As an ancient, flowering plant with origins all over the world, okra has several more names: gombo, bamia or bamya in France; bhindi in India, quibombo in Spain and simply “bamies” in the Mediterranean and Middle East. It was probably brought to the Southern U.S. by slaves from West Africa, who often used it to thicken soups.5 In fact, this plant does require balmy temperatures to thrive, as previously noted. Here Dr. Joseph Mercola, Mercola.com, reflects on whether okra can help control hunger and diabetes:
“What vegetable looks like a cross between a jalapeno, a mini cucumber and a star fruit, has enjoyed a long Southern tradition and was recently found to provide some really incredible benefits for your health? If your answer was okra, you get a thumbs-up, and if you or someone you care about struggles with their blood sugar, not to mention bouts of hunger that only exacerbates their blood sugar woes, listen up.
But first, a little okra history: Also called “ladyfingers,” and closely related to both cotton and hibiscus, okra comes in more than one variety, so it can be tinged with red and have either a smooth or a rough and even prickly texture.
A favorite in the American South and areas of Africa and the Mediterranean, where it's usually cooked to reveal a slimy texture, there are (fortunately) serving alternatives; five possibilities, with a few twists, are inspired by Smithsonian Magazine:1
- Fried okra is the traditional Southern way of serving okra, involving corn meal and so-called “vegetable oils,” but it's not the healthiest. If you choose to eat fried okra, at least be sure you use a healthy cooking oil (mentioned below), perhaps with a sprinkling of Parmesan cheese added, and cook it at a lower temperature.
- Gumbo with okra2 for taste and as a thickening agent with the obligatory “holy trinity” of bell pepper, onion and celery is a Southern staple. In fact, the African name “gombo” is where the recipe was derived. It's often mixed with meat, tomatoes and bay leaves.
- Pickled okra,3 especially the sweet and spicy variety, is another way to serve this little pod, often with dried chilies, black peppercorns, mustard seeds, hot peppers, vinegar, fresh dill, salt and rice wine vinegar.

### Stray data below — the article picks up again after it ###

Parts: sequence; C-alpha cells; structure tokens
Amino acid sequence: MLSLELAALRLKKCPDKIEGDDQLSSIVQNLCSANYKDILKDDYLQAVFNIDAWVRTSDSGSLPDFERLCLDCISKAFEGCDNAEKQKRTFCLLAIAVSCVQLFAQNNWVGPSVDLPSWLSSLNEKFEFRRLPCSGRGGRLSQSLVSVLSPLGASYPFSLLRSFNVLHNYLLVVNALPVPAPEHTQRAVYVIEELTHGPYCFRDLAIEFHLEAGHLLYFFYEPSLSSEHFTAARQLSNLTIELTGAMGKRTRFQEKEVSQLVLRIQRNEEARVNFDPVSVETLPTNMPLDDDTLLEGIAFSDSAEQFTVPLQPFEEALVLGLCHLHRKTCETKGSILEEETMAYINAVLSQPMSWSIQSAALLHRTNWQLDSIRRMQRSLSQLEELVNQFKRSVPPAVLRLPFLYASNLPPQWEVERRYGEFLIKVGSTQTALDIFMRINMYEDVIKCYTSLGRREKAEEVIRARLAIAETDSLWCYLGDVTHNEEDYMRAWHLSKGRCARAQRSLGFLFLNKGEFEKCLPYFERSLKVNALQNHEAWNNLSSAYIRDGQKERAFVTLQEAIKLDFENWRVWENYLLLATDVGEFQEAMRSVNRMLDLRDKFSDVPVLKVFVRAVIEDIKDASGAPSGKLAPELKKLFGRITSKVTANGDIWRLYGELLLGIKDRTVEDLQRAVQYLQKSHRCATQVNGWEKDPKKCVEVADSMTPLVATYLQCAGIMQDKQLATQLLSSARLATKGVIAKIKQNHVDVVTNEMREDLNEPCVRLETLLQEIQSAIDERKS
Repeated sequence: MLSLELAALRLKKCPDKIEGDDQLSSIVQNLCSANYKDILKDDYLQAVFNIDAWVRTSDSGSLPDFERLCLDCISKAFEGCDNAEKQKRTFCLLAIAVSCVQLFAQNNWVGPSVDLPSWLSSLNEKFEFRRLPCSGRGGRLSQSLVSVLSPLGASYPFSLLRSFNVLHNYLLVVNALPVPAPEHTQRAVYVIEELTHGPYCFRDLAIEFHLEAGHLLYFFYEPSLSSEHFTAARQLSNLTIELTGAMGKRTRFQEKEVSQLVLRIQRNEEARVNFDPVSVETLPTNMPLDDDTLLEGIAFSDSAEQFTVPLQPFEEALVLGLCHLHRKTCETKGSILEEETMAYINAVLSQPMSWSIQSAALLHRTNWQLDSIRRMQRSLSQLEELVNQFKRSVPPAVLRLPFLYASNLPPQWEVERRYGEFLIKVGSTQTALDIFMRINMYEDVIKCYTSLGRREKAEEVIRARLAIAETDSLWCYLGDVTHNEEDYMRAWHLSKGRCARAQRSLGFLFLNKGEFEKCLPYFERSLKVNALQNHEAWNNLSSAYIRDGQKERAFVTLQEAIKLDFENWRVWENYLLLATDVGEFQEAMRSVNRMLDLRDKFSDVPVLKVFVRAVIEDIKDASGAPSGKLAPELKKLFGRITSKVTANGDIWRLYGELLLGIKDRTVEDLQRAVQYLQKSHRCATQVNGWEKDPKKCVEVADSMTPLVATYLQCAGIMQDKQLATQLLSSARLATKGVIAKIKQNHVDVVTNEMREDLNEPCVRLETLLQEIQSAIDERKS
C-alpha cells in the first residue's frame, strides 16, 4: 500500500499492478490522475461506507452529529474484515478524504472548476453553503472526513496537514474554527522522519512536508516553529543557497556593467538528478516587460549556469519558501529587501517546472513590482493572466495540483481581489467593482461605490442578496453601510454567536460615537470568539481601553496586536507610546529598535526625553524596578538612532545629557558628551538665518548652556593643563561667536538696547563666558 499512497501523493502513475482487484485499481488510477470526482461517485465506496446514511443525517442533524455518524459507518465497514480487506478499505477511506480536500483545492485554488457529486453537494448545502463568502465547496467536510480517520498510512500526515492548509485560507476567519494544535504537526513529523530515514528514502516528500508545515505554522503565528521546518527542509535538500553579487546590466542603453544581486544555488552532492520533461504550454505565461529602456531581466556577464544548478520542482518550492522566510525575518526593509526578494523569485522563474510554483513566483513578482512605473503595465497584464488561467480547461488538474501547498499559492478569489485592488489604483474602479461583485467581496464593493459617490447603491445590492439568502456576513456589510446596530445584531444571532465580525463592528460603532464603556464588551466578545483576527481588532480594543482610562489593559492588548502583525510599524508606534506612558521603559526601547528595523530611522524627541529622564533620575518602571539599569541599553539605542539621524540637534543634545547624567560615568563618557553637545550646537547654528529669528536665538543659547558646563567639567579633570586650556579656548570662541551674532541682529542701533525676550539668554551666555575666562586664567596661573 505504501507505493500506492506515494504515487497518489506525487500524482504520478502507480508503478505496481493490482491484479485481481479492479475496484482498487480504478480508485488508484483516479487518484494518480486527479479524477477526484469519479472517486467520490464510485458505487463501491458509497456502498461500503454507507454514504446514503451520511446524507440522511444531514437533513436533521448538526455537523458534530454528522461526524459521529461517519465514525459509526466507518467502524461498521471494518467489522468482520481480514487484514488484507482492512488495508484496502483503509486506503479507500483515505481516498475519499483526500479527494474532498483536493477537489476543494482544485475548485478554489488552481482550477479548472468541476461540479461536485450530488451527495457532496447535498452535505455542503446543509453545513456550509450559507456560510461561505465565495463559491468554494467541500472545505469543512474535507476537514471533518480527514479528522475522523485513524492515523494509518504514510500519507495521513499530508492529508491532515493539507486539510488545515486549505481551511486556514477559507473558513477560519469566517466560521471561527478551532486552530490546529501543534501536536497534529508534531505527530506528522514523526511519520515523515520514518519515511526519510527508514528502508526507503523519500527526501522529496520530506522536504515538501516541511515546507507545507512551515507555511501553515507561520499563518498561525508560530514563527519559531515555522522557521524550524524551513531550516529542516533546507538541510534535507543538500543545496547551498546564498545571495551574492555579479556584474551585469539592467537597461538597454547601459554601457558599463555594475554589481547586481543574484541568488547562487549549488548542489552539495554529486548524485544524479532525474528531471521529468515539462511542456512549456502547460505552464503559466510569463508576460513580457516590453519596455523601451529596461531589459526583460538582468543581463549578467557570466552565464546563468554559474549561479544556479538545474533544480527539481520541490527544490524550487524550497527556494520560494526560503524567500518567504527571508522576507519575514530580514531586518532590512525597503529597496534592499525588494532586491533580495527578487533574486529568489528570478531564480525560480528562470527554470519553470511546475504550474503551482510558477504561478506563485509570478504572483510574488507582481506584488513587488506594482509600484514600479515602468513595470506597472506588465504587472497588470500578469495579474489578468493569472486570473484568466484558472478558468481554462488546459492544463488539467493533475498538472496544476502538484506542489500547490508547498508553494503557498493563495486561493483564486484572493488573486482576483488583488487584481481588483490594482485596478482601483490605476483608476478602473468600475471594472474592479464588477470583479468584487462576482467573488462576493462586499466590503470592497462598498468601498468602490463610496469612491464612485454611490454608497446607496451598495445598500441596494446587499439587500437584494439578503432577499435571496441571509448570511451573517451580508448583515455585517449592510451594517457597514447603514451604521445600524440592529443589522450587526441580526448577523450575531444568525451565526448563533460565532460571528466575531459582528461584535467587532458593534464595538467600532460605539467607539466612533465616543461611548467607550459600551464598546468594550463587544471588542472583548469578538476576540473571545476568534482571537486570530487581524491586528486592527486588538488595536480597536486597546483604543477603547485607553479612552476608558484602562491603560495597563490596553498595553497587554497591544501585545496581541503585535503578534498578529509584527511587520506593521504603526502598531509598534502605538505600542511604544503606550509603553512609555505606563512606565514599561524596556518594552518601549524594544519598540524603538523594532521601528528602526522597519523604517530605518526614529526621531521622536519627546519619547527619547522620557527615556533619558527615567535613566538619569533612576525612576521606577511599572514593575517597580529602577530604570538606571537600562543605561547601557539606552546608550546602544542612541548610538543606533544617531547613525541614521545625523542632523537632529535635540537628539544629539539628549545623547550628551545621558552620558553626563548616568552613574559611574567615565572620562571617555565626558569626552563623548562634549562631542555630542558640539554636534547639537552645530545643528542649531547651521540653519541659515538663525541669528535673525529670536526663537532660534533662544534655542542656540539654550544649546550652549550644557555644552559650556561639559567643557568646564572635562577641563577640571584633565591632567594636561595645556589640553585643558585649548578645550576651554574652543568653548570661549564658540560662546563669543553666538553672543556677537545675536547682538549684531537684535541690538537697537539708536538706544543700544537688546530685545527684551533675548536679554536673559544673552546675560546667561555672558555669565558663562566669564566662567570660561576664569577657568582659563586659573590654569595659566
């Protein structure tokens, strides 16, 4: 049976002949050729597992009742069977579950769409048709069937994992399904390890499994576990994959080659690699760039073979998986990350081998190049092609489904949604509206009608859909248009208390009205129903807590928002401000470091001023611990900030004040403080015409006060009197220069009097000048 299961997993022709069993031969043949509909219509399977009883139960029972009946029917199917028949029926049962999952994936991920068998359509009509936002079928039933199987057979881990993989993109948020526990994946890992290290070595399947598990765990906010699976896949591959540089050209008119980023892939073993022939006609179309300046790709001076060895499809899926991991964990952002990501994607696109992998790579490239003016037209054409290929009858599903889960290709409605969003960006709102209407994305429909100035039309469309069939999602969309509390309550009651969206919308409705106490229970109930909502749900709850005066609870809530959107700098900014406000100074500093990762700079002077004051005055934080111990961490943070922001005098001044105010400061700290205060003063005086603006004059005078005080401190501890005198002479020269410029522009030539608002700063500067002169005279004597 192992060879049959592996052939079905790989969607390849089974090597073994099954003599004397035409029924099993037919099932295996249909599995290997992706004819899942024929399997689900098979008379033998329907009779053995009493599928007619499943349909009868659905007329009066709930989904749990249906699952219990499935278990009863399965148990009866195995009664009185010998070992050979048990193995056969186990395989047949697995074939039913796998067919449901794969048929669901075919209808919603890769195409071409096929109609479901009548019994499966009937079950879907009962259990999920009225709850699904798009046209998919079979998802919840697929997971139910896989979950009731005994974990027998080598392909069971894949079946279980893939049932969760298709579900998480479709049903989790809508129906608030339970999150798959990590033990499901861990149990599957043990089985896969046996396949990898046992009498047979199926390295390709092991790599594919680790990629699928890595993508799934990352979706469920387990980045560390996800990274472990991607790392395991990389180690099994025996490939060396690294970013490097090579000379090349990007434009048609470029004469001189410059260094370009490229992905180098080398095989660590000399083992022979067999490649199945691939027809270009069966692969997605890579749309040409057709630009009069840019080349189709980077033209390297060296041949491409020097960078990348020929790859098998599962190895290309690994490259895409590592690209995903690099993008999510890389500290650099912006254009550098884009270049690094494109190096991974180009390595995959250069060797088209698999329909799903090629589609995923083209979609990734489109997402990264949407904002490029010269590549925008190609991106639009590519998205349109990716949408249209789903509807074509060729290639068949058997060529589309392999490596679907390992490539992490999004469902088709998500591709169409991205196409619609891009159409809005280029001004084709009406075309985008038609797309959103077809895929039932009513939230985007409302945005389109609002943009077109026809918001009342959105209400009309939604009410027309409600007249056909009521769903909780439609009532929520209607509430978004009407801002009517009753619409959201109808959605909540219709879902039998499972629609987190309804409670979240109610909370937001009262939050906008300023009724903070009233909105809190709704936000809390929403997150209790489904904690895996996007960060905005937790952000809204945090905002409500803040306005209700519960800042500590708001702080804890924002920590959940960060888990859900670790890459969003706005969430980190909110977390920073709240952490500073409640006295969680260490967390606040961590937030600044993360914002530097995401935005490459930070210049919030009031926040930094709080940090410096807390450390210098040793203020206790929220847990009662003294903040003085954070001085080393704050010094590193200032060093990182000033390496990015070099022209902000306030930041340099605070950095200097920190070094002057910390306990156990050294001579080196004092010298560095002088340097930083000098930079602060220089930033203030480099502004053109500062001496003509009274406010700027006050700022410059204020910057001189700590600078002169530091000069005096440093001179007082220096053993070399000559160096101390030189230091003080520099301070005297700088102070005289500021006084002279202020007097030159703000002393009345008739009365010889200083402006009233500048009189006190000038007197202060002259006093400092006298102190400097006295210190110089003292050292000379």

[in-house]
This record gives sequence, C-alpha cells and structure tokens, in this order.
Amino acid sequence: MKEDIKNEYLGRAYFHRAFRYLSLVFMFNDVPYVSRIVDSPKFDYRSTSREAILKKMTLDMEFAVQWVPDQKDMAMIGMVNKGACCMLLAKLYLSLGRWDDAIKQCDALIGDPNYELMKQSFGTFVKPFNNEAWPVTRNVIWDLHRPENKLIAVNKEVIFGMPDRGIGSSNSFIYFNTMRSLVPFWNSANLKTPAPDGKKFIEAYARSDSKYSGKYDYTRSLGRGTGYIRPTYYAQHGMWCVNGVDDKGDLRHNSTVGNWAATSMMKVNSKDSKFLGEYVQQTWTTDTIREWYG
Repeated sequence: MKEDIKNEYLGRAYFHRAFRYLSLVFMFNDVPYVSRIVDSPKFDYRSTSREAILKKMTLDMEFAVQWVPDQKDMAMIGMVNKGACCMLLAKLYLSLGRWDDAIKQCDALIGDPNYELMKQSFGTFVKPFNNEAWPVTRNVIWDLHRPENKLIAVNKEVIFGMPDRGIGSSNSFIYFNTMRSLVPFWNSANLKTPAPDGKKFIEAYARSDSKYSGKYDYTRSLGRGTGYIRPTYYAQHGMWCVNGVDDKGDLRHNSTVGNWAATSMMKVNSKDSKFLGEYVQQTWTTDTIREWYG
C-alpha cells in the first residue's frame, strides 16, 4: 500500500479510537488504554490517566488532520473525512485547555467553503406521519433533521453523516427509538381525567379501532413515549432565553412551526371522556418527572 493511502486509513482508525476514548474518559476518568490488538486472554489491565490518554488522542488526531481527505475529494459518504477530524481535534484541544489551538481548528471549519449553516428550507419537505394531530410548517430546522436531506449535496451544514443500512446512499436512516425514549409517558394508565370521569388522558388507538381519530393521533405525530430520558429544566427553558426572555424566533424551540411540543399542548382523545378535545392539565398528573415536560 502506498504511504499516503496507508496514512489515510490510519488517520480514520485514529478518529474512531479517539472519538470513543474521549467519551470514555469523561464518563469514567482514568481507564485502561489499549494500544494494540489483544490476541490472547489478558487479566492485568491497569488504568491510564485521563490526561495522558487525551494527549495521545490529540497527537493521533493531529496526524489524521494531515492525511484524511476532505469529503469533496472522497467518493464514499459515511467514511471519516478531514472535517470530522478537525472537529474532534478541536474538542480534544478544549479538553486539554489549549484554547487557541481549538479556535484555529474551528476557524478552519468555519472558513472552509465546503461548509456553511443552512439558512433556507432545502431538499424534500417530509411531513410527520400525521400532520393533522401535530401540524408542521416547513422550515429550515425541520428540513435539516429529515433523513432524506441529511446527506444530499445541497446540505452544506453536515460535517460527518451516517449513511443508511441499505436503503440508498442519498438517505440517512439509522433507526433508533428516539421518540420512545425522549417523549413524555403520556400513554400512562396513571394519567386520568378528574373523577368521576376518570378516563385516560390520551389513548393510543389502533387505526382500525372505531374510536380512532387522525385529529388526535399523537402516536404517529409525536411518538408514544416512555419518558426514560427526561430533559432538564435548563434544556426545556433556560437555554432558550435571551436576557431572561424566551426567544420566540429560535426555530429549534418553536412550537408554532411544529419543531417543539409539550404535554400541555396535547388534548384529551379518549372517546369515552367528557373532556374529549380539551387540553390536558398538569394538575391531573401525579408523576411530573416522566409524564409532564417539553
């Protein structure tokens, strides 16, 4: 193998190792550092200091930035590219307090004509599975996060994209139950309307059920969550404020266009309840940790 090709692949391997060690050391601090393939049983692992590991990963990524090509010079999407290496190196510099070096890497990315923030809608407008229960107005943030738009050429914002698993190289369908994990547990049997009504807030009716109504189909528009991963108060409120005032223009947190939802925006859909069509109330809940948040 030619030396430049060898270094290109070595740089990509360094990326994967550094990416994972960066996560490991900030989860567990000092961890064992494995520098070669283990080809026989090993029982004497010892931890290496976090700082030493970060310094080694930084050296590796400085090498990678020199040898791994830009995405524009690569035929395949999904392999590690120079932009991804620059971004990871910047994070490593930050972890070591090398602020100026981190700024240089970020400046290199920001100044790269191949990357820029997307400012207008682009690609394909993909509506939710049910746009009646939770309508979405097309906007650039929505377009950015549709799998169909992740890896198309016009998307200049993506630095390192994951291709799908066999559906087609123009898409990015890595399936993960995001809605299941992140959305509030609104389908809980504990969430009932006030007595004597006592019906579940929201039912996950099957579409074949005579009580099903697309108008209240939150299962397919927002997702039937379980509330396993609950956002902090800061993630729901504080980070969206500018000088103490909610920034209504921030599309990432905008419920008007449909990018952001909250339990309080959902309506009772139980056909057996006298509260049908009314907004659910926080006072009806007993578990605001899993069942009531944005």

- Grilled or oven-roasted okra4 can be as simple as dousing clean, quartered okra pods with olive oil and sprinkling them with salt and pepper on a baking sheet, then cooking for 15 minutes. The best part: It's not slimy and actually becomes partially caramelized.
- Stewed okra is a great way to add the nutrients but with stronger-flavored flavors, such as beef broth, lamb, balsamic vinegar, cloves, tomato paste, garlic, mint leaves and spices, like in the case of banya,5 an Egyptian meat and okra stew.
It should be noted that far healthier oils than the standard fare include coconut oil, avocado oil, organic grass fed raw butter, ghee and sesame oil, which are recommended when frying. Olive oil is good, but only at temperatures lower than 180 degrees F, as fumes emitted from cooking olive oils can potentially be carcinogenic; plus, the oil is easily damaged by high heat.
Beneficial Nutrients in Okra and What They Can Do for You
Okra, aka Abelmoschus esculentus, a rather forgotten garden vegetable, provides a number of valuable nutrients, including fiber. Several of the most prominent of them must be obtained through food, and if you don't get enough of them, a deficiency can seriously compromise your health. Five of the most beneficial include:12
• Potassium — A mineral as well as an electrolyte, meaning it conducts electrical impulses through your body, potassium helps normalize your muscle contractions, heart rhythm, blood pressure, digestion, pH balance and more. Because your body doesn't produce it, you must obtain an optimal amount of foods containing it, while making sure it balances your sodium intake.
• Folate — One of several B vitamins, this one produces red blood cells and both makes and repairs your DNA, and a deficiency can lead to anemia, depriving your cells of oxygen. One of its most crucial functions is for pregnant women as it's involved with preventing birth defects.
Note: Although many people interchange them, do not confuse folate, which occurs naturally in foods, with folic acid, which is a synthetic form of vitamin B9 used as a supplement and an additive to processed foods.
• Calcium — Stored in your bones, it works with vitamin D to ensure your body absorbs it properly to avoid brittle, prone-to-break bones. It also works with vitamin K2 to keep calcium from settling in areas it shouldn't be, such as your arteries and soft tissues, and directing it to where it should be, like your bones and teeth.
• Vitamin K — A fat-soluble vitamin that plays critical roles in protecting your heart, building your bones, optimizing your insulin levels and helping your blood to clot properly, vitamin K can help prevent heart disease, osteoporosis, diabetes, multiple types of cancer and even Alzheimer's disease.
• Vitamin C — This powerful antioxidant lessens both the duration and severity of a cold and is necessary to produce collagen, the most abundant protein in mammals, which keeps your skin and tissues firm but flexible. A “C” deficiency weakens your immune system and is infamously known for causing the sailor's dread: scurvy.”
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Read More … Article Source: https://articles.mercola.com/sites/articles/archive/2018/09/17/okra-health-benefits.aspx
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